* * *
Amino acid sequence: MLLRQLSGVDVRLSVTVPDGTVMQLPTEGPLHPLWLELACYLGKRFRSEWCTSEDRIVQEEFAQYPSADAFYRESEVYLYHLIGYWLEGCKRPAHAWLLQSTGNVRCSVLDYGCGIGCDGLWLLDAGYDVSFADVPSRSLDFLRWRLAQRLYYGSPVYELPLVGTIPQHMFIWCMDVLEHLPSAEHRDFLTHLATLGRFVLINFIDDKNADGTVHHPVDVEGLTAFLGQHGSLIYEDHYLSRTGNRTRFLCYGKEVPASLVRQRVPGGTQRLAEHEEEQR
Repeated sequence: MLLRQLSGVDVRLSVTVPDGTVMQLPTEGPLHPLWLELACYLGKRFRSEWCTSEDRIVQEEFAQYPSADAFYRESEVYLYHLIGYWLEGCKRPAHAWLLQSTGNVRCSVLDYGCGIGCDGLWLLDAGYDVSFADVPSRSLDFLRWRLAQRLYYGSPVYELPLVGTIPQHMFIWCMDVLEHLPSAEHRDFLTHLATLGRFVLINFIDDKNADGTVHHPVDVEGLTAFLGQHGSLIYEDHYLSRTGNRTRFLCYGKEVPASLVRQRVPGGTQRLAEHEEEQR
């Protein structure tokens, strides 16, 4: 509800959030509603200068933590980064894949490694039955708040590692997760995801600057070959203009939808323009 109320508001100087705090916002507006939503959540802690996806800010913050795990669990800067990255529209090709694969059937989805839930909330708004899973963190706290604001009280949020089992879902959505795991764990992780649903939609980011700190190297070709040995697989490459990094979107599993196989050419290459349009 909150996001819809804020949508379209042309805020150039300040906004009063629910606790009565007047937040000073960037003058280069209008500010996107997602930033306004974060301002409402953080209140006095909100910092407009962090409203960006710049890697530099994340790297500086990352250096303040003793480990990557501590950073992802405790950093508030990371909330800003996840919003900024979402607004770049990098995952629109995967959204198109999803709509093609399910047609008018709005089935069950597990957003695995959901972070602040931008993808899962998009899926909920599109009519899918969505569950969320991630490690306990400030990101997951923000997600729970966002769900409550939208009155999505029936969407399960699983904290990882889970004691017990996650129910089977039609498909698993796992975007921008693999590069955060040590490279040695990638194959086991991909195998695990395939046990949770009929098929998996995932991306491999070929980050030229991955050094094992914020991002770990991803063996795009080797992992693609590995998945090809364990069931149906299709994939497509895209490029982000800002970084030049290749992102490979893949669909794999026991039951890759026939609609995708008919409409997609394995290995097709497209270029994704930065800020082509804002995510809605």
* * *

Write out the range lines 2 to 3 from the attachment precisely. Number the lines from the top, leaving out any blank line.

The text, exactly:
Repeated sequence: MLLRQLSGVDVRLSVTVPDGTVMQLPTEGPLHPLWLELACYLGKRFRSEWCTSEDRIVQEEFAQYPSADAFYRESEVYLYHLIGYWLEGCKRPAHAWLLQSTGNVRCSVLDYGCGIGCDGLWLLDAGYDVSFADVPSRSLDFLRWRLAQRLYYGSPVYELPLVGTIPQHMFIWCMDVLEHLPSAEHRDFLTHLATLGRFVLINFIDDKNADGTVHHPVDVEGLTAFLGQHGSLIYEDHYLSRTGNRTRFLCYGKEVPASLVRQRVPGGTQRLAEHEEEQR
């Protein structure tokens, strides 16, 4: 509800959030509603200068933590980064894949490694039955708040590692997760995801600057070959203009939808323009 109320508001100087705090916002507006939503959540802690996806800010913050795990669990800067990255529209090709694969059937989805839930909330708004899973963190706290604001009280949020089992879902959505795991764990992780649903939609980011700190190297070709040995697989490459990094979107599993196989050419290459349009 909150996001819809804020949508379209042309805020150039300040906004009063629910606790009565007047937040000073960037003058280069209008500010996107997602930033306004974060301002409402953080209140006095909100910092407009962090409203960006710049890697530099994340790297500086990352250096303040003793480990990557501590950073992802405790950093508030990371909330800003996840919003900024979402607004770049990098995952629109995967959204198109999803709509093609399910047609008018709005089935069950597990957003695995959901972070602040931008993808899962998009899926909920599109009519899918969505569950969320991630490690306990400030990101997951923000997600729970966002769900409550939208009155999505029936969407399960699983904290990882889970004691017990996650129910089977039609498909698993796992975007921008693999590069955060040590490279040695990638194959086991991909195998695990395939046990949770009929098929998996995932991306491999070929980050030229991955050094094992914020991002770990991803063996795009080797992992693609590995998945090809364990069931149906299709994939497509895209490029982000800002970084030049290749992102490979893949669909794999026991039951890759026939609609995708008919409409997609394995290995097709497209270029994704930065800020082509804002995510809605």